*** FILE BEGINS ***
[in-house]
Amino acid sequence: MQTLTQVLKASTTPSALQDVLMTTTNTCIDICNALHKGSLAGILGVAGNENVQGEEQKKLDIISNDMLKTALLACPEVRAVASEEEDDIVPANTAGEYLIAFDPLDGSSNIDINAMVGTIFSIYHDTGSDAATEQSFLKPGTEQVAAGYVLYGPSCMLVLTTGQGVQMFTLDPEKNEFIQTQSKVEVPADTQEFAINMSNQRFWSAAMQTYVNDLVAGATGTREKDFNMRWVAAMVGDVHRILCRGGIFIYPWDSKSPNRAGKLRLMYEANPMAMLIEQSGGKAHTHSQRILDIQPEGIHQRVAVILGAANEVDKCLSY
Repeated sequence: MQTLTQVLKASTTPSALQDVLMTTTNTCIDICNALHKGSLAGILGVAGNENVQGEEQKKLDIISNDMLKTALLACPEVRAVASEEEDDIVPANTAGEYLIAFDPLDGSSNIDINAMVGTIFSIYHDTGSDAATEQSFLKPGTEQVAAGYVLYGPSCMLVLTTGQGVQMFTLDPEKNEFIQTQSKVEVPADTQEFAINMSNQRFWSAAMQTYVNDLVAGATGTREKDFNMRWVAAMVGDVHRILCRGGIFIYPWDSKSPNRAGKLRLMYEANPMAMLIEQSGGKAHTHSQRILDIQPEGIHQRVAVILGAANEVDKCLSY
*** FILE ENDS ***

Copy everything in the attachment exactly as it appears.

[in-house]
Amino acid sequence: MQTLTQVLKASTTPSALQDVLMTTTNTCIDICNALHKGSLAGILGVAGNENVQGEEQKKLDIISNDMLKTALLACPEVRAVASEEEDDIVPANTAGEYLIAFDPLDGSSNIDINAMVGTIFSIYHDTGSDAATEQSFLKPGTEQVAAGYVLYGPSCMLVLTTGQGVQMFTLDPEKNEFIQTQSKVEVPADTQEFAINMSNQRFWSAAMQTYVNDLVAGATGTREKDFNMRWVAAMVGDVHRILCRGGIFIYPWDSKSPNRAGKLRLMYEANPMAMLIEQSGGKAHTHSQRILDIQPEGIHQRVAVILGAANEVDKCLSY
Repeated sequence: MQTLTQVLKASTTPSALQDVLMTTTNTCIDICNALHKGSLAGILGVAGNENVQGEEQKKLDIISNDMLKTALLACPEVRAVASEEEDDIVPANTAGEYLIAFDPLDGSSNIDINAMVGTIFSIYHDTGSDAATEQSFLKPGTEQVAAGYVLYGPSCMLVLTTGQGVQMFTLDPEKNEFIQTQSKVEVPADTQEFAINMSNQRFWSAAMQTYVNDLVAGATGTREKDFNMRWVAAMVGDVHRILCRGGIFIYPWDSKSPNRAGKLRLMYEANPMAMLIEQSGGKAHTHSQRILDIQPEGIHQRVAVILGAANEVDKCLSY